However, more often than not, my “people watching” usually pays off, and I’m able to pinpoint those who share a common special interest or two with me. When that happens, I usually feel as if a huge weight has been lifted off of my shoulders, and I can start allowing myself to talk normally and gush a bit about the things that I am passionate about.

Games and programs are another thing that gives a lot of anxiety, as I usually worry that I may not be able to understand the game, and that I’ll probably not be good at all at it. Sometimes, I’ve allowed myself to join in on the fun if I’m comfortable with it, sometimes I just observe, and more often than not, I try my best to escape the situation I’m currently in.

Because of this, most Aspies to tend to isolate themselves from others at an event, even though they really do want to join in on the fun.

I think that this is why I had a lot more online friends when I was a teenager then actual friends in real life. The friends that I usually made online usually had a common interest with me, and it was easier to edit and censor myself when communicating with them online. After all, I could just write things down and edit them and I didn’t need to deal with social interactions and trying to figure out verbal or social cues. Until today, I find that social media and writing online helps me communicate and interact better with others than in real life.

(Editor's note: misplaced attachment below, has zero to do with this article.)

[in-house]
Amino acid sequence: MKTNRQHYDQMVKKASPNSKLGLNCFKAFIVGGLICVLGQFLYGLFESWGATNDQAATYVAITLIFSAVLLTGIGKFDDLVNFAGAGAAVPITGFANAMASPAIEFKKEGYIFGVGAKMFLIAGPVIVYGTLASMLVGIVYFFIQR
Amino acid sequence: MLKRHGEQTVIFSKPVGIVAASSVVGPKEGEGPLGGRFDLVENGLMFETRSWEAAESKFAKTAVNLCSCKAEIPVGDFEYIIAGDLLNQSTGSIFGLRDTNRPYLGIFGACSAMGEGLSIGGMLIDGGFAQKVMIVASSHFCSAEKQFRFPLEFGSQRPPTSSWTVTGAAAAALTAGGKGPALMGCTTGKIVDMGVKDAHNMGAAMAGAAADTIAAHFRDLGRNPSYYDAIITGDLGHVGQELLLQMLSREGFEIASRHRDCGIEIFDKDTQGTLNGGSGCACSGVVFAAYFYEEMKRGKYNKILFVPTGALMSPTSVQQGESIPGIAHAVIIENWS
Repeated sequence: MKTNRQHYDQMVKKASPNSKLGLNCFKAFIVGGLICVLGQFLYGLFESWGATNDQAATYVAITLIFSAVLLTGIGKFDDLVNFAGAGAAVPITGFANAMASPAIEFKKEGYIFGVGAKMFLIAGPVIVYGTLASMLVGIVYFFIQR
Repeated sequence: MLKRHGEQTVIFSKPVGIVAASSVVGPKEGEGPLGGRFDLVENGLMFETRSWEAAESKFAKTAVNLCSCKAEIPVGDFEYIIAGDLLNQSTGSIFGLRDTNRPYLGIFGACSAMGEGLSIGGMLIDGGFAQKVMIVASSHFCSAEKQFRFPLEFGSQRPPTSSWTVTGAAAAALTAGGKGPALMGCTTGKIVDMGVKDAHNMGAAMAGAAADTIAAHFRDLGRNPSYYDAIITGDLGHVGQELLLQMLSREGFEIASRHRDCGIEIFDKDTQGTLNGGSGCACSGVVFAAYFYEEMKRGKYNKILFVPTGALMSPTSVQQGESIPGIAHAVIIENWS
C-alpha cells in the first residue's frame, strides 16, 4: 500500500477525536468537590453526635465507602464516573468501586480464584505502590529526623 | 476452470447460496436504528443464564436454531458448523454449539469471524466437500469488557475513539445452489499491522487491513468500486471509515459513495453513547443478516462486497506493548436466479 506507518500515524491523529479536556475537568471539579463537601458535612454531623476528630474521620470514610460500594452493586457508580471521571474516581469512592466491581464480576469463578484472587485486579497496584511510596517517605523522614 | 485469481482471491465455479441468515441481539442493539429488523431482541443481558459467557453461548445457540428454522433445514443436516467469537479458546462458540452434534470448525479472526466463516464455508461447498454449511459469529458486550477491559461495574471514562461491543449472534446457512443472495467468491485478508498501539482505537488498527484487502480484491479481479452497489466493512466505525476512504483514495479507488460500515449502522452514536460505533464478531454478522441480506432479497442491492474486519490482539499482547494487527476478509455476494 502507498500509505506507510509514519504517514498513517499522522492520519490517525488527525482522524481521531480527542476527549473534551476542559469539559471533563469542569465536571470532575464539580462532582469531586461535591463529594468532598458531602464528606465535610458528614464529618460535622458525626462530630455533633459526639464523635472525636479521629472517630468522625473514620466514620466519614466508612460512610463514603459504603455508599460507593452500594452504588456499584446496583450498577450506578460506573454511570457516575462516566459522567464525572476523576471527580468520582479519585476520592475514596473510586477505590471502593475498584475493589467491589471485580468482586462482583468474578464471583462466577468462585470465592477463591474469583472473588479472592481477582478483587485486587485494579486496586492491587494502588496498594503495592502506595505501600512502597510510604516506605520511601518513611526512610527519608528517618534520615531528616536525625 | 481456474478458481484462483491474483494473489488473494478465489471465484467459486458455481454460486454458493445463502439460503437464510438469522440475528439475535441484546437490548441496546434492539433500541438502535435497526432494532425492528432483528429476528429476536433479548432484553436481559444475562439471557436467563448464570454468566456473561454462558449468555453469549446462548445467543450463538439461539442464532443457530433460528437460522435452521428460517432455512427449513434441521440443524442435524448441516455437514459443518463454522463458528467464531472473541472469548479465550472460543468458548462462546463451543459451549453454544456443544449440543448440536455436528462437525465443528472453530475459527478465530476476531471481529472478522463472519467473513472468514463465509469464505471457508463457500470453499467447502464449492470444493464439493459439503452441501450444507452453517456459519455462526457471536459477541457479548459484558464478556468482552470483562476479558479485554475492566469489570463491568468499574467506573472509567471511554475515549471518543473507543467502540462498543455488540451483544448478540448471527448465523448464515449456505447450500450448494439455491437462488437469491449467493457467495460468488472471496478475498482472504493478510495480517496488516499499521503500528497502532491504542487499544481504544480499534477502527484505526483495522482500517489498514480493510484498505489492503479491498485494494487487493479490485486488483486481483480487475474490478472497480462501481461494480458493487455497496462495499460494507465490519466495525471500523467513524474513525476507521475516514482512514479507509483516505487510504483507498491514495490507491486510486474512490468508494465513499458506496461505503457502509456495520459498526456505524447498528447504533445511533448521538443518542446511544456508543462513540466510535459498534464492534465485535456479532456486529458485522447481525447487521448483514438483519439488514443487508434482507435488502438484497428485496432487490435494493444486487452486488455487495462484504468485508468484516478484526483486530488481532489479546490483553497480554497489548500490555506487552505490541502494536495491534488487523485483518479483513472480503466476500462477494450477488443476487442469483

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However, there are ways that you can mitigate social anxiety. It can be dealt with with coming up with coping strategies with your therapist, and by learning some social skills that will help you in situations like this. For me, coming up with a plan for social situations and learning some social skills have greatly helped me in overcoming my social anxiety, even though I know that it will probably never truly go away, and that I am still a long way from overcoming it.

Having plans, however, allows me to be reassured that I know what I am doing, and it allows me to remain a little bit more objective, especially when I’m in panic mode.

Anxiety and social anxiety, although it isn’t a true marker of someone with high functioning autism or Asperger’s, is something that unfortunately develops over time due to the experiences that one has growing up with it. However, with the right strategies and social skills, one can survive social events, even though you may still have social anxiety even after successfully attending an event.

I do hope that this little post on social anxiety will help explain why we do have this and goes on in our heads when we do have social anxiety. However, if you have any more questions about it, please feel free to let me know in the comments below!



7 thoughts on “The Aspergirl Explains: Asperger’s & Social Anxiety

  1. This is so like my own experience I almost wonder if I wrote this and forgot haha 😛

    One tiny, nit-picking, difference though – my bullying was largely through the tail end of primary school, through to the middle of secondary school (think 10 – 16 ish if not UK)… but still for reasons you said above. We had grown up enough to start noticing the differences between us, and I came off poorly in that equation. Once we got old enough that school started becoming optional, however, it got better. Maybe I was just lucky that way.


    1. You are very lucky if you had options for ways of getting education. Back then, in my country, it has always been more traditional, and it is only recently that they have opened up to home schooling and other kinds of schooling. 😀